The method comprises forming a reformer feed gas mixture stream 610 from a feed steam stream 603, a second portion 695 of the residual gas stream, and a reformer feedstock stream 1. The reformer feedstock stream comprises a hydrocarbon.

A feed steam stream is any stream comprising 90 to 100 mass % steam that is used to form a reformer feed gas mixture stream. A feed steam stream may comprise 99 to 100 mass % steam. Generally a feed steam stream will be steam containing only minor amounts of other components or impurities. The feed steam stream has a first steam mass flow rate, R1. The first steam mass flow rate, R1, is the mass flow rate of the steam component in the feed steam stream. In case the steam concentration is 95 mass %, the first steam mass flow rate is 95% multiplied by the total mass flow rate of the stream. Since the indefinite articles “a” and “an” as used herein mean one or more when applied to any feature in the specification and the claims, one or more feed steam streams may be used to form the reformer feed gas mixture. The first steam mass flow rate, R1, then represents the totalized steam mass flow rate for the one or more feed steam streams.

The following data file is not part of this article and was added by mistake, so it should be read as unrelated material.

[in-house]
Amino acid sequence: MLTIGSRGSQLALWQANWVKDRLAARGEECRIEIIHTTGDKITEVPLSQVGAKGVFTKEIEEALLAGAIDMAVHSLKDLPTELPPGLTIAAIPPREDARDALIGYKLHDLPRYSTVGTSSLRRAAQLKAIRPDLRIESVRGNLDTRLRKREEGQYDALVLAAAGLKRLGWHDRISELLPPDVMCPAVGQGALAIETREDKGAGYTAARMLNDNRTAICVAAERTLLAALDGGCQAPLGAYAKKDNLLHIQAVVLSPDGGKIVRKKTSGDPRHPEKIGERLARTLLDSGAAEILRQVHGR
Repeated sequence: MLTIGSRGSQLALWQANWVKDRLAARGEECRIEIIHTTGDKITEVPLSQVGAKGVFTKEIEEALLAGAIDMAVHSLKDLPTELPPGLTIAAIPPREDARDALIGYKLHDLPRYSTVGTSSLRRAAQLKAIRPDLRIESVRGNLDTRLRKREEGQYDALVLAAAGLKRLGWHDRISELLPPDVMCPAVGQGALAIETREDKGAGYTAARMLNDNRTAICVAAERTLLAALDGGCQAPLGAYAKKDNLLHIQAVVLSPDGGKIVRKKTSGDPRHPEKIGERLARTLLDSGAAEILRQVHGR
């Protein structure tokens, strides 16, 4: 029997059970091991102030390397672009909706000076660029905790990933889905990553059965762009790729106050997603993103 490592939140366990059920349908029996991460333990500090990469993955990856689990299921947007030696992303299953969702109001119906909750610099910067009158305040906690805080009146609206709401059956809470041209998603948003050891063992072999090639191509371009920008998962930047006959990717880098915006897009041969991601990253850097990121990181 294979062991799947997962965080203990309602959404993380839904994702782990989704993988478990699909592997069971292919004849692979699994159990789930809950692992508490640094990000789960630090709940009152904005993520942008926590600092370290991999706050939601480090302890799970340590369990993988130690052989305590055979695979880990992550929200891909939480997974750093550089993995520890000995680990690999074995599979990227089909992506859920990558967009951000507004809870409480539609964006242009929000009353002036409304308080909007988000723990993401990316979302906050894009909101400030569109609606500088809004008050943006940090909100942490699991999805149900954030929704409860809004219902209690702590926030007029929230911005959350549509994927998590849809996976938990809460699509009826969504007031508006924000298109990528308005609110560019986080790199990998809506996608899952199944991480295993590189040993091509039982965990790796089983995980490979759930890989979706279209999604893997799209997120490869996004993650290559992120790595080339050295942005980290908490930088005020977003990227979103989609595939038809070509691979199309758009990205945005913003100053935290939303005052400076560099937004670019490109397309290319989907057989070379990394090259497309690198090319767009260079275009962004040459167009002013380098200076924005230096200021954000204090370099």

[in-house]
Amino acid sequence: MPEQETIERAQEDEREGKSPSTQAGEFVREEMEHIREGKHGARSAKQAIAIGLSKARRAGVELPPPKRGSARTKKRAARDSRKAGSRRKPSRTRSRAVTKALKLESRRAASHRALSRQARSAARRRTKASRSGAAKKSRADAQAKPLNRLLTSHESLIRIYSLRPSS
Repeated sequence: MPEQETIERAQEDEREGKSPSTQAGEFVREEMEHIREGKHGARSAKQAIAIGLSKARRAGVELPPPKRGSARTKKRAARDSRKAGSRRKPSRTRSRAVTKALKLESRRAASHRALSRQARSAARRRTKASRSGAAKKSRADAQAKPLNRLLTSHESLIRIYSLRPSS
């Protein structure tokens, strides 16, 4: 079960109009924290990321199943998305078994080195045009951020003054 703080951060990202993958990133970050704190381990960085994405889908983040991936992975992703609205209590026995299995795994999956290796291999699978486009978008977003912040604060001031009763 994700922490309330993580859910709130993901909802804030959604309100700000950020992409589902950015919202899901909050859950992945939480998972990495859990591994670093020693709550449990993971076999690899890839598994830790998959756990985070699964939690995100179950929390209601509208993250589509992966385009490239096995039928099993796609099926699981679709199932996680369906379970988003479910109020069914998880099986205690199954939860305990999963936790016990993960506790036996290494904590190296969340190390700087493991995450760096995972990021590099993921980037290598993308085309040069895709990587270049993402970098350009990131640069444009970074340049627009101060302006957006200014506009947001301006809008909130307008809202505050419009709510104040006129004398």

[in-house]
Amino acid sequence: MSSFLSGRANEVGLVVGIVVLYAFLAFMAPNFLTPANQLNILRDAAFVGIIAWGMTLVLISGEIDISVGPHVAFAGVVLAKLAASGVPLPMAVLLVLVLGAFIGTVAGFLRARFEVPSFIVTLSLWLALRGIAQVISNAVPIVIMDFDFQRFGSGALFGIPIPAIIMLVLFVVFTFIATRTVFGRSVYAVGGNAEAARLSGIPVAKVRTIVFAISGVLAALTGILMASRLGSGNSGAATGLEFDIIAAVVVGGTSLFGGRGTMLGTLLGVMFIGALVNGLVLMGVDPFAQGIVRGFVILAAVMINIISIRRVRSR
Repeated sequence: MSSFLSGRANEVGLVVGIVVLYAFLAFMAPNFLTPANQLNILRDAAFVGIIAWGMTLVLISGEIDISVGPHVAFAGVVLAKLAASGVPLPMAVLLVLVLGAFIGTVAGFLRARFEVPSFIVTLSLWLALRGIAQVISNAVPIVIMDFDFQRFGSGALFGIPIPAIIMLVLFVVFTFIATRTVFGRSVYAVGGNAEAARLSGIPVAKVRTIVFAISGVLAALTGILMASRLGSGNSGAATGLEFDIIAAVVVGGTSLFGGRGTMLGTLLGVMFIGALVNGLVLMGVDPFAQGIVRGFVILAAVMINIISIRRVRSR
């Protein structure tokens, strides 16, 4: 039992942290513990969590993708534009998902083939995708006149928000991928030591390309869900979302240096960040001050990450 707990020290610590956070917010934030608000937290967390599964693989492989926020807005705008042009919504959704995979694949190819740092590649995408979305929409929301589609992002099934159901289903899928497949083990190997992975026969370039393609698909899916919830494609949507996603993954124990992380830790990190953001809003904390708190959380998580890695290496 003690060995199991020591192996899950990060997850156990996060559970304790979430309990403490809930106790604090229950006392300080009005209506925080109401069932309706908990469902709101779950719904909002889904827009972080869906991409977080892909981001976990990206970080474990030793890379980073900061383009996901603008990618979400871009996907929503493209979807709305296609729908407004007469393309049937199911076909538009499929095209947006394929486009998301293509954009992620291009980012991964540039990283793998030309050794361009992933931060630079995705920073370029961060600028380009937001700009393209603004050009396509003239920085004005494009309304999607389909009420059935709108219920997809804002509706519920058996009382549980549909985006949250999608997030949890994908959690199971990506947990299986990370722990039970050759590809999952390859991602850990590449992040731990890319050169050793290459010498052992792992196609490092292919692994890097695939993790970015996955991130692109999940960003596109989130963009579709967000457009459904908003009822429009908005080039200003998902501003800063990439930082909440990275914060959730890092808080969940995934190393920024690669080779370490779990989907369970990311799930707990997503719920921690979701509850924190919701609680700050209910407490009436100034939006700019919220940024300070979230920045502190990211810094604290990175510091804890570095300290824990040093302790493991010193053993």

The second portion 695 of the residual gas stream is formed from the residual gas stream 698. Compressor 340 may be used to increase the pressure of the second portion 695 of the residual gas stream. The second portion of the residual gas stream has a mass flow rate, W2.

As shown in FIG. 1, the second portion of the residual gas stream may be introduced at various locations in the process.

The second portion 695 of the residual gas stream may be mixed with a reformer feedstock stream 1 prior to any processing. Depending on whether desulphurization of the reformer feedstock stream is required and also depending on the H2 concentration in the reformer feedstock and/or the second portion of the residual gas stream, H2 may be added through H2 stream 2. The order of mixing the H2, the second portion of the residual gas stream and the reformer feedstock stream is not important. The mixture may be passed to an optional hydrodesulphurization unit 300 to remove sulfur and form a sulfur-depleted reformer feedstock. Sulfur in the reformer feedstock may be removed to prevent poisoning of any reforming catalyst. Feed steam stream 603 may be added to sulfur-depleted reformer feedstock and the resultant mixture passed to optional prereformer 605 to form reformed feed gas mixture stream 610. Multiple prereformers may be used in parallel and/or series. The various streams may exchange heat with combustion product gases and/or the reformed gas mixture as is known in the art.

Additionally or alternatively, the second portion 695 of the residual gas stream may be mixed with a sulfur-depleted reformer feedstock, i.e. after the reformer feedstock has passed through optional hydrodesulphurization unit 300.

Yet additionally or alternatively, the second portion 695 of the residual gas stream may be mixed with a prereformer effluent, i.e. after the reformer feedstock has been mixed with steam stream 603 and passed through prereformer 605.